Recently, the research to models with two-sided jumps has been attracting a lot of attention in applied probability. For example, Perry et al. [9] studied the one- and two-sided first exit problems for a compound Poisson process with negative and positive jumps and linear deterministic decrease between jumps and assumed that the jumps have hyperexponential distributions. Kou and Wang [10] used a double exponential jump diffusion process to model the asset return. Asmussen et al. [11] considered the stock price models as an exponential Lévy process with phase-type jumps in two directions. For some related work see, among others, Jacobsen [12], Dong and Wang [13], Dong and Wang [14], Cai et al. [15], Zhang et al. [16], Chi and Lin [17], Cai and Kou [18], and the references therein.

Motivated by some related work mentioned above, we consider a more general risk process. We will assume that the number of gains up to time is an ordinary renewal process: where the random variables are independent and identically generalized Erlang()-distributed, that is, the ’s are distributed as the sum of independent and exponentially distributed random variables: where may have different exponential parameters . We also assumed that the jumps are two-sided. The upward jumps can be interpreted as the random gains of the company, while the downward jumps are interpreted as the random loss of the company. The common density of the jumps is given by where and are two arbitrary probability density functions on and are two constants such that . Denoted are the probability distribution functions of and , respectively, by and .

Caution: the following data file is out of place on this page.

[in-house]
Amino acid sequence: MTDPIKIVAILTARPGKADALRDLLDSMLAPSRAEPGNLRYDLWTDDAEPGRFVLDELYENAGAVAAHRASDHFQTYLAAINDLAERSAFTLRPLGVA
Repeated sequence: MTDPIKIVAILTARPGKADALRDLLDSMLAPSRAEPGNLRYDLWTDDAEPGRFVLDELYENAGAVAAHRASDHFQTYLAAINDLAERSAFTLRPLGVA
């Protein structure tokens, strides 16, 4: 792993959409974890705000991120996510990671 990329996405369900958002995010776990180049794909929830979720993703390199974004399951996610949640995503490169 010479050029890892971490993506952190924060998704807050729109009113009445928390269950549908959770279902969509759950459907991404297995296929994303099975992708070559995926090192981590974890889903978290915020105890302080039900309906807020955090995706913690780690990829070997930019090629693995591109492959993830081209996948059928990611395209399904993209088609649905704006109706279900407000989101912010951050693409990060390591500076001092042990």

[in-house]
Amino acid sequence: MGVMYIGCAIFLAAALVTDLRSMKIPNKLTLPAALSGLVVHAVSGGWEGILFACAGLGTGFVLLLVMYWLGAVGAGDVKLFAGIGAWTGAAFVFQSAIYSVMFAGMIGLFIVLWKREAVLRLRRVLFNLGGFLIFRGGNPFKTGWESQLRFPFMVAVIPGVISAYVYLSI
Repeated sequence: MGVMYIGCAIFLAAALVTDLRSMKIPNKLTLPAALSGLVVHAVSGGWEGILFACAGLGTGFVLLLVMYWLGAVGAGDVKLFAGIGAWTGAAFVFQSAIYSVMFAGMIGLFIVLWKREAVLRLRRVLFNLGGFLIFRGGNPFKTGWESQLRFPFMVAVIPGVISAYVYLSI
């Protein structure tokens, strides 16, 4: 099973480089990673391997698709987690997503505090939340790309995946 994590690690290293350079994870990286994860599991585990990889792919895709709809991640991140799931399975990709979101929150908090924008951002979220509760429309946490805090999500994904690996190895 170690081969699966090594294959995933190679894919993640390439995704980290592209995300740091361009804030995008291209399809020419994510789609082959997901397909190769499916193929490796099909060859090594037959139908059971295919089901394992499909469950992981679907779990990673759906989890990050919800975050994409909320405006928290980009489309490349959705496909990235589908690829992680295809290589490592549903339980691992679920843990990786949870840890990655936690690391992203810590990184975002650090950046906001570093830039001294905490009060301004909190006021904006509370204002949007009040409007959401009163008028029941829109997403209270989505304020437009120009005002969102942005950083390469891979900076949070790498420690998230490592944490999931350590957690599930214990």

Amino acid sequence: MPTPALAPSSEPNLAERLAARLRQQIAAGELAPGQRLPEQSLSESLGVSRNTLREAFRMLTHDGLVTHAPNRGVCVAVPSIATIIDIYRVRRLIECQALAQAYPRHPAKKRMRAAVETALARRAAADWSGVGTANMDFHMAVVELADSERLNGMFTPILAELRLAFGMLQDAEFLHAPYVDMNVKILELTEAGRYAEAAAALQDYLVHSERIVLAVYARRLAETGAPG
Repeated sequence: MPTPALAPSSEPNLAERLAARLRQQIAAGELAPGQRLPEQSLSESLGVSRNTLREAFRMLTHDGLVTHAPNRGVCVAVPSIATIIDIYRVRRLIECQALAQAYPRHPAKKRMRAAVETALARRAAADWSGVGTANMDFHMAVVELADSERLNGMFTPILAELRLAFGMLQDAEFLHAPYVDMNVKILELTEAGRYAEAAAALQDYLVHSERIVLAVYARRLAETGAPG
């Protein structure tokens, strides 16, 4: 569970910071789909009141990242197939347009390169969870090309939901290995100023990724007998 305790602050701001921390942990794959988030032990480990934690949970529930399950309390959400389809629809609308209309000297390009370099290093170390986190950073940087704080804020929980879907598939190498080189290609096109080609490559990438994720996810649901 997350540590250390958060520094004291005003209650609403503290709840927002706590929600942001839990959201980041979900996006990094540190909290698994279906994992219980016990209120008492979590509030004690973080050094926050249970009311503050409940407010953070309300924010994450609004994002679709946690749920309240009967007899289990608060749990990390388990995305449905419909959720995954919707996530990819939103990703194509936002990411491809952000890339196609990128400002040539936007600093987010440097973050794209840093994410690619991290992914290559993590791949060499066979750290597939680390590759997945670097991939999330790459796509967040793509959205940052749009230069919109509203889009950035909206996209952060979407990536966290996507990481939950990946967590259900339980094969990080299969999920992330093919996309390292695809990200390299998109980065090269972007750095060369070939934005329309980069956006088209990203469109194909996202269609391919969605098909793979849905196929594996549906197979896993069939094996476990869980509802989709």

We then consider the modification of the surplus process by a barrier strategy with a barrier . Whenever the surplus exceeds the barrier, the excess is paid out immediately as a dividend. But when is below , no dividends are paid. The modified surplus at time is given by where denote the aggregate dividends paid between time and time , that is, Let be the time of ruin for the modified surplus , and let be the sum of the discounted dividend payments, where is the force of interest for valuation.

In this paper, we consider the expectation and the moment-generating function of the sum of the discounted dividends until ruin. In Section 2, we derive an integro-differential equation with boundary conditions for the expectation of the discounted dividends until ruin. In Section 3, we obtain an integro-differential equation with boundary conditions for the moment-generating function of the discounted dividend payments until ruin.